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Indices

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Indices is closely related to Surds and Logarithms What's Next Click here to check out how to solve log equations Click here to check out how to rationalize surds Click here for Contents Page

Applications of differentiation Part VI

Displacement, Velocity and Acceleration Consider the motion of a particle which moves in a way such that its displacement s from a fixed point O at time t seconds is given by $ s = -t^2 + 5t + 6 $ The instantaneous velocity is given by the differentiation of displacement $ v = \frac{ds}{dt} = -2t + 5 $ The instantaneous acceleration is given by the differentiation of velocity $ a = \frac{dv}{dt} = -2 $ To obtain velocity function from accleration, we integrate the acceleration function To obtain the displacement function from velocity, we integrate the velocity function Example 1 The acceleration of a particle is given by the function $ a = 10 + 15t^2 $ where t is the time in seconds after leaving start point O. Find the velocity of the particle at t = 1 given that the initial velocity of the particle is 0m/s. To obtain velocity function from accleration, we integrate the acceleration function $\begin{aligned} v &= \int a \:dt \\ &= \int 10 + 15t^2 \: dt \\ &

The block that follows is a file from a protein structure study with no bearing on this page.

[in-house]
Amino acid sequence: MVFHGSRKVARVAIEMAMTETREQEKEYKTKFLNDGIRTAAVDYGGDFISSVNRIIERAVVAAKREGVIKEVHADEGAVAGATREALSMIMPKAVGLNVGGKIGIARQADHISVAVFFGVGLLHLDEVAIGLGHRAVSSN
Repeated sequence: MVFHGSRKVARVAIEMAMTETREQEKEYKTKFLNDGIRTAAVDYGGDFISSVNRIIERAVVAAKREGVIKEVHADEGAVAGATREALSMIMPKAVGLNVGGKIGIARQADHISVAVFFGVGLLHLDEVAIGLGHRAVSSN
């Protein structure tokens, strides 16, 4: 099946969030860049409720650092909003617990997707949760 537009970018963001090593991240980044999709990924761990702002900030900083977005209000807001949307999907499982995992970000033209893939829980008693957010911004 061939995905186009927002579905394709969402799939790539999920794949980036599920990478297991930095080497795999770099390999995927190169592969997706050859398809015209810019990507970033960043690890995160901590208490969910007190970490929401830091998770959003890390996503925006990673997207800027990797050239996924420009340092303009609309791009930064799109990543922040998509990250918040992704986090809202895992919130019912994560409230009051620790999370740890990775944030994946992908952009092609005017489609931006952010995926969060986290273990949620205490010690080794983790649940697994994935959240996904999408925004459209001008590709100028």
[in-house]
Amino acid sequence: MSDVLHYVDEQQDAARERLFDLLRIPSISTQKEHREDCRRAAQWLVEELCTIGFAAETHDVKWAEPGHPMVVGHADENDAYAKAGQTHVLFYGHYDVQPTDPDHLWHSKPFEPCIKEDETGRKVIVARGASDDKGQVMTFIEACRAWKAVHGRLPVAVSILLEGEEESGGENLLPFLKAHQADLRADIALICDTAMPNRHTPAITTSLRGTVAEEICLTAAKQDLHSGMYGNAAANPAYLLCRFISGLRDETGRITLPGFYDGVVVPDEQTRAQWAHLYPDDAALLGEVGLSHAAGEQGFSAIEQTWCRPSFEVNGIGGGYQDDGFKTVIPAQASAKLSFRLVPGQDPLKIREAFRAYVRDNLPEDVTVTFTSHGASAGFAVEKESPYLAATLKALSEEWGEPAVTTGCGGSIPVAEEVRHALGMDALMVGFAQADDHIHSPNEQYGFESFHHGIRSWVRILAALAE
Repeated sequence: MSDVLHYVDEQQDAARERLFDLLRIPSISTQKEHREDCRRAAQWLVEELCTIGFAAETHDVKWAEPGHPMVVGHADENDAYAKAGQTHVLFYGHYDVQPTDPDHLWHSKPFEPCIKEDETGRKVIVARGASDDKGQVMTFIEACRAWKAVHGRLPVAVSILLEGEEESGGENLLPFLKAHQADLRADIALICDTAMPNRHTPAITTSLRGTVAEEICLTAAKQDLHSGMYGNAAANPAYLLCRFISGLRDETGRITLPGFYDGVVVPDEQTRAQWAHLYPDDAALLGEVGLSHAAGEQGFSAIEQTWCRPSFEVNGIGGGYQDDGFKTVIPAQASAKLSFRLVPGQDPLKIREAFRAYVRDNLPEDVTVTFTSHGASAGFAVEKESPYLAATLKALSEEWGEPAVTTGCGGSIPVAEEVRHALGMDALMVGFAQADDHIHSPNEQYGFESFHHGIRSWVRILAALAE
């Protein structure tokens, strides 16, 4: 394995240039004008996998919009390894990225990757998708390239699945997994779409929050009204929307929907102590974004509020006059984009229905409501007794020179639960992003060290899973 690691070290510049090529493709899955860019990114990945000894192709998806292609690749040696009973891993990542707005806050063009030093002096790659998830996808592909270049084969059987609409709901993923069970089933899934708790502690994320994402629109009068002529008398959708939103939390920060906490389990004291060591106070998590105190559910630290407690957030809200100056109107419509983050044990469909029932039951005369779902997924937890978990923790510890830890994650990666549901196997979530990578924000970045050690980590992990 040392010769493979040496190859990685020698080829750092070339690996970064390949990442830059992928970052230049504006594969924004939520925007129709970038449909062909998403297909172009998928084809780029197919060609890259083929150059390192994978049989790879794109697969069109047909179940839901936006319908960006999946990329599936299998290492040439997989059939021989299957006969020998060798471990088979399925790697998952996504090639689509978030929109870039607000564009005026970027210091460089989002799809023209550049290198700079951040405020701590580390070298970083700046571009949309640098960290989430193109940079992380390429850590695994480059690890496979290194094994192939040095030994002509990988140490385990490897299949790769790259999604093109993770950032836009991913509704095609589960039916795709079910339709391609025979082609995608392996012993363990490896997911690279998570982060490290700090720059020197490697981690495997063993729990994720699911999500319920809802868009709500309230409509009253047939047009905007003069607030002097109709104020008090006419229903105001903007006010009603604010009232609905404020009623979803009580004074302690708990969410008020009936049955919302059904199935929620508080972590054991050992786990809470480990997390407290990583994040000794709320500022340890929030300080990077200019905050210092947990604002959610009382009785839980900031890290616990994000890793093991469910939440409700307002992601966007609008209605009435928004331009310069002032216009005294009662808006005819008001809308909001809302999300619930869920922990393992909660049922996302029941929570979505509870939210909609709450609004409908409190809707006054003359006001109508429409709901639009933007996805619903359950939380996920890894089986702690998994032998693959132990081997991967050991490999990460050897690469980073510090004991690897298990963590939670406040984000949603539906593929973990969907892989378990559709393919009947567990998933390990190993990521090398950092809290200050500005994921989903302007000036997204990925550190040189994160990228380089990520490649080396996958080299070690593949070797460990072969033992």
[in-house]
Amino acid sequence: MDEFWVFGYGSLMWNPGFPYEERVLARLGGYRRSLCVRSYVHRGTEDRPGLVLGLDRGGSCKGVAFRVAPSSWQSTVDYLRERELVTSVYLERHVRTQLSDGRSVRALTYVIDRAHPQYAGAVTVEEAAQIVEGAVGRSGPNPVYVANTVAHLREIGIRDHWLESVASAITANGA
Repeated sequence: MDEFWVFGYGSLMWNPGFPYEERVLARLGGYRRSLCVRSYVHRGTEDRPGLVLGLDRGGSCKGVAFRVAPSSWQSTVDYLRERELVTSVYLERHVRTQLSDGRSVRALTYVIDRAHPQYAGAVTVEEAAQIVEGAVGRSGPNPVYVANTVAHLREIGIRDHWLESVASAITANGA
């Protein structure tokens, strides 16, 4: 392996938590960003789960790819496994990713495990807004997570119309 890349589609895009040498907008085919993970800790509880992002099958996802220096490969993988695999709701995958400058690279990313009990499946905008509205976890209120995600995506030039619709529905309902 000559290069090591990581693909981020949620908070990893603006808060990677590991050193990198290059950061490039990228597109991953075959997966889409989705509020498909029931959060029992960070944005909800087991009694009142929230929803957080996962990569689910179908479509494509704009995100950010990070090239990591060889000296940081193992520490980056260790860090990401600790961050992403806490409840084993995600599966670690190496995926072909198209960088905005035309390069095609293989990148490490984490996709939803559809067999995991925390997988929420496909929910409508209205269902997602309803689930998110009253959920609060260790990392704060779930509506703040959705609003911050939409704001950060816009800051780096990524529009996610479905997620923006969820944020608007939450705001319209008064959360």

Applications of DIfferentiation Part V

Connected Rates of Change Example 1 A curve has the equation $ y = (5x-2)(\sqrt{2x + 2}) $ a) Find $\frac{dy}{dx} $ in the form of $ \frac{ ax }{ \sqrt{2x + 2} } $ Using Product rule $\begin{aligned} \frac{dy}{dx} &= (5x-2)\frac{1}{2}( 2x + 2)^{-\frac{1}{2}}( 2 ) + 5\sqrt{2x + 2} \\ &= \frac{ 5x - 2 }{ ( 2x + 2)^{\frac{1}{2} } } + 5\sqrt{2x + 2} \\ &= \frac{ 5x - 2 + 2x + 2 }{ \sqrt{2x + 2} } \\ &= \frac{ 7x }{ \sqrt{2x + 2} } \\ \end{aligned} $ b) Hence find the rate of change of x when x = 7 when y is change at a rate of 4 units per second Given $ x = 7 \qquad \frac{dy}{dt} = 4 $ $\begin{aligned} \frac{dy}{dt} &= \frac{dy}{dx} \times \frac{dx}{dt} \\ 4 &= \frac{ 7x }{ \sqrt{2x + 2} } \times \frac{dx}{dt} \\ 4 &= \frac{ 49 }{ \sqrt{14 + 2} } \times \frac{dx}{dt} \\ \frac{dx}{dt} &= \frac{16}{49} \\ \end{aligned} $

Applications of DIfferentiation Part IV

Connected rates of change Example 1 Liquid is poured into a bucket at a rate of $ 20cm^{-3}s^{-1} $ The volume of the liquid in the bucket $ V cm^3 $ when the depth of the liquid is $ x $ is given by $ V = 0.1x^3 + x^2 + 100x $ a) Find the rate of increase in the depth of liquid when $ x = 10 $ b) Find the depth of liquid when the rate of increase in depth is $ 0. 08 cm s^{-1} $ $ \frac{dV}{dt} = \frac{dV}{dx} \times \frac{dx}{dt} $ a) Given $ \frac{dV}{dt} = 20 $ To find $\frac{dV}{dx} $ differentiate V with respect to x $\frac{dV}{dx} = 0.3x^2 + 2x + 100$ When x = 10, $ \frac{dV}{dx} = 30 + 20 + 100 = 150 $ $ \frac{dx}{dt} = \frac{\frac{dV}{dt}}{\frac{dV}{dx}} = \frac{20}{150} = \frac{2}{15} $ The rate of increase in the depth of liquid is $\frac{2}{15} \:cm\:s^{-1}$ b) $\begin{aligned} \frac{dV}{dt} &= \frac{dV}{dx} \times \frac{dx}{dt} \\ 10 &= \frac{dV}{dx} \times 0.08 \\ \frac{dV}{dx} &= 125 \\ 0.3x^2 + 2x + 100 &= 125 \\ 0.3x^2 + 2x - 25 &=